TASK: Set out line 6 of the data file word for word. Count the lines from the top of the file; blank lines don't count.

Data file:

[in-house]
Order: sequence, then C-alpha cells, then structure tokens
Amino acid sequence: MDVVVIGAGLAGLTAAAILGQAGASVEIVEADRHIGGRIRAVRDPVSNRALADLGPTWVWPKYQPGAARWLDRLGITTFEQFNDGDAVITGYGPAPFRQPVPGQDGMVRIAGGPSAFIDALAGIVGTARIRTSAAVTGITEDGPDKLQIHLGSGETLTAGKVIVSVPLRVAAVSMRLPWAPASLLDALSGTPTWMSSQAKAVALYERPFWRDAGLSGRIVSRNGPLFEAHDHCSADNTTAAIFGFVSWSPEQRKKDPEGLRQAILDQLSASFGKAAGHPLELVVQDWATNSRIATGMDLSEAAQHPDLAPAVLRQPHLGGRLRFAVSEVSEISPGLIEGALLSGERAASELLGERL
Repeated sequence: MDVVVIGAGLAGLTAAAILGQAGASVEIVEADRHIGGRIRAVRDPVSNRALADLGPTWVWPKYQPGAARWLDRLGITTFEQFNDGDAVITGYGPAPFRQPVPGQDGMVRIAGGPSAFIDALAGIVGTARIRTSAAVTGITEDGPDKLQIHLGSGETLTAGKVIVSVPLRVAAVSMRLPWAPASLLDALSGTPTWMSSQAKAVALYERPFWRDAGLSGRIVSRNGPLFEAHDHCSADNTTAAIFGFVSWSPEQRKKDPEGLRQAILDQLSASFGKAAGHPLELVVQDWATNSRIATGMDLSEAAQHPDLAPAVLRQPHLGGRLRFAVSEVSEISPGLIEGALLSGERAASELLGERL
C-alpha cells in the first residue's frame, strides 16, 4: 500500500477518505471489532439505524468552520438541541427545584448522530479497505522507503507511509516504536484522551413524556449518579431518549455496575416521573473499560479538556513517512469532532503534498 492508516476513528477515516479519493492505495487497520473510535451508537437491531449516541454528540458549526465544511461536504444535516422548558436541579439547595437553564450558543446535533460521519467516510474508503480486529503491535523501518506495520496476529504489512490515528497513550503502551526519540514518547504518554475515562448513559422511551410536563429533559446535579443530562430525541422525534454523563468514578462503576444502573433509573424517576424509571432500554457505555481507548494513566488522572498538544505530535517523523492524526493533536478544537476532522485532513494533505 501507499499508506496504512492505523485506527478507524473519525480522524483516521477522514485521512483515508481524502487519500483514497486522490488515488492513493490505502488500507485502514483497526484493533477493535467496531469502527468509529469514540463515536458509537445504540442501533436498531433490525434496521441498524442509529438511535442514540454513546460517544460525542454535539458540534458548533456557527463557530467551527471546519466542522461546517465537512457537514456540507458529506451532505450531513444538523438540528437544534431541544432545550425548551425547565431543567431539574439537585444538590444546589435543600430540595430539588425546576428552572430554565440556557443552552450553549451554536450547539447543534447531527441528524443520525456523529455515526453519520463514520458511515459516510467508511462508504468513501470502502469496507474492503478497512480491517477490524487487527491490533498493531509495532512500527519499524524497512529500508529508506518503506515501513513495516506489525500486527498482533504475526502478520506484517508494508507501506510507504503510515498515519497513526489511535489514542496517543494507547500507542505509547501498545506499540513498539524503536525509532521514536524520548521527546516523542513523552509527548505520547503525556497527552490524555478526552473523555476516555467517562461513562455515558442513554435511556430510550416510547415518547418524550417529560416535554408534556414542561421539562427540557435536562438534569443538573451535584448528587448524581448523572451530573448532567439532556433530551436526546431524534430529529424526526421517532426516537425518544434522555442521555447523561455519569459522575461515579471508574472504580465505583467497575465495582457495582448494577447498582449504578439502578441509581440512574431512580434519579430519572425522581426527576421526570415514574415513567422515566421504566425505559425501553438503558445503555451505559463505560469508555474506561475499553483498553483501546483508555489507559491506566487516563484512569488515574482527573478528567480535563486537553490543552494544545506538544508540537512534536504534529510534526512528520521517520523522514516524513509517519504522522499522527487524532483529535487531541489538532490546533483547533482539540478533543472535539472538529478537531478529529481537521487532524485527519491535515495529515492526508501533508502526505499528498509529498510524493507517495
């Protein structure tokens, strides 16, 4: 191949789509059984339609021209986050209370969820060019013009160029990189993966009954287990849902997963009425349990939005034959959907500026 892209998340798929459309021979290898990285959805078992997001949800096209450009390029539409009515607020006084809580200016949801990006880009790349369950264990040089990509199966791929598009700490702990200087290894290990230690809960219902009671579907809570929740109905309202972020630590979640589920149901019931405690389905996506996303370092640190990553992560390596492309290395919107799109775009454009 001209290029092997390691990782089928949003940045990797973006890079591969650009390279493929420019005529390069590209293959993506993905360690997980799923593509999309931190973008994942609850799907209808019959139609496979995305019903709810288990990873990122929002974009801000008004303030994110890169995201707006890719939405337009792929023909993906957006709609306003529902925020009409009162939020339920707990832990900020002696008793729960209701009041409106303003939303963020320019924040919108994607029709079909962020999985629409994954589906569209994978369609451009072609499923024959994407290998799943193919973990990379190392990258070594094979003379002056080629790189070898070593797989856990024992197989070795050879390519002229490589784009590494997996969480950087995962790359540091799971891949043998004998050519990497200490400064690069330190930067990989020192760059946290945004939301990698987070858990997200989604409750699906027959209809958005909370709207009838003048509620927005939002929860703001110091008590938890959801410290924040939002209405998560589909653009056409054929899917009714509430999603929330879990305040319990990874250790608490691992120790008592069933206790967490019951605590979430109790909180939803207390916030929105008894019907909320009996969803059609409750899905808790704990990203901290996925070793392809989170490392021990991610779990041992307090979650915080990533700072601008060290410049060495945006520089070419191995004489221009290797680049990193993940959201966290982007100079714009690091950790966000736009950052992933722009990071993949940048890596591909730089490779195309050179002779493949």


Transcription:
């Protein structure tokens, strides 16, 4: 191949789509059984339609021209986050209370969820060019013009160029990189993966009954287990849902997963009425349990939005034959959907500026 892209998340798929459309021979290898990285959805078992997001949800096209450009390029539409009515607020006084809580200016949801990006880009790349369950264990040089990509199966791929598009700490702990200087290894290990230690809960219902009671579907809570929740109905309202972020630590979640589920149901019931405690389905996506996303370092640190990553992560390596492309290395919107799109775009454009 001209290029092997390691990782089928949003940045990797973006890079591969650009390279493929420019005529390069590209293959993506993905360690997980799923593509999309931190973008994942609850799907209808019959139609496979995305019903709810288990990873990122929002974009801000008004303030994110890169995201707006890719939405337009792929023909993906957006709609306003529902925020009409009162939020339920707990832990900020002696008793729960209701009041409106303003939303963020320019924040919108994607029709079909962020999985629409994954589906569209994978369609451009072609499923024959994407290998799943193919973990990379190392990258070594094979003379002056080629790189070898070593797989856990024992197989070795050879390519002229490589784009590494997996969480950087995962790359540091799971891949043998004998050519990497200490400064690069330190930067990989020192760059946290945004939301990698987070858990997200989604409750699906027959209809958005909370709207009838003048509620927005939002929860703001110091008590938890959801410290924040939002209405998560589909653009056409054929899917009714509430999603929330879990305040319990990874250790608490691992120790008592069933206790967490019951605590979430109790909180939803207390916030929105008894019907909320009996969803059609409750899905808790704990990203901290996925070793392809989170490392021990991610779990041992307090979650915080990533700072601008060290410049060495945006520089070419191995004489221009290797680049990193993940959201966290982007100079714009690091950790966000736009950052992933722009990071993949940048890596591909730089490779195309050179002779493949």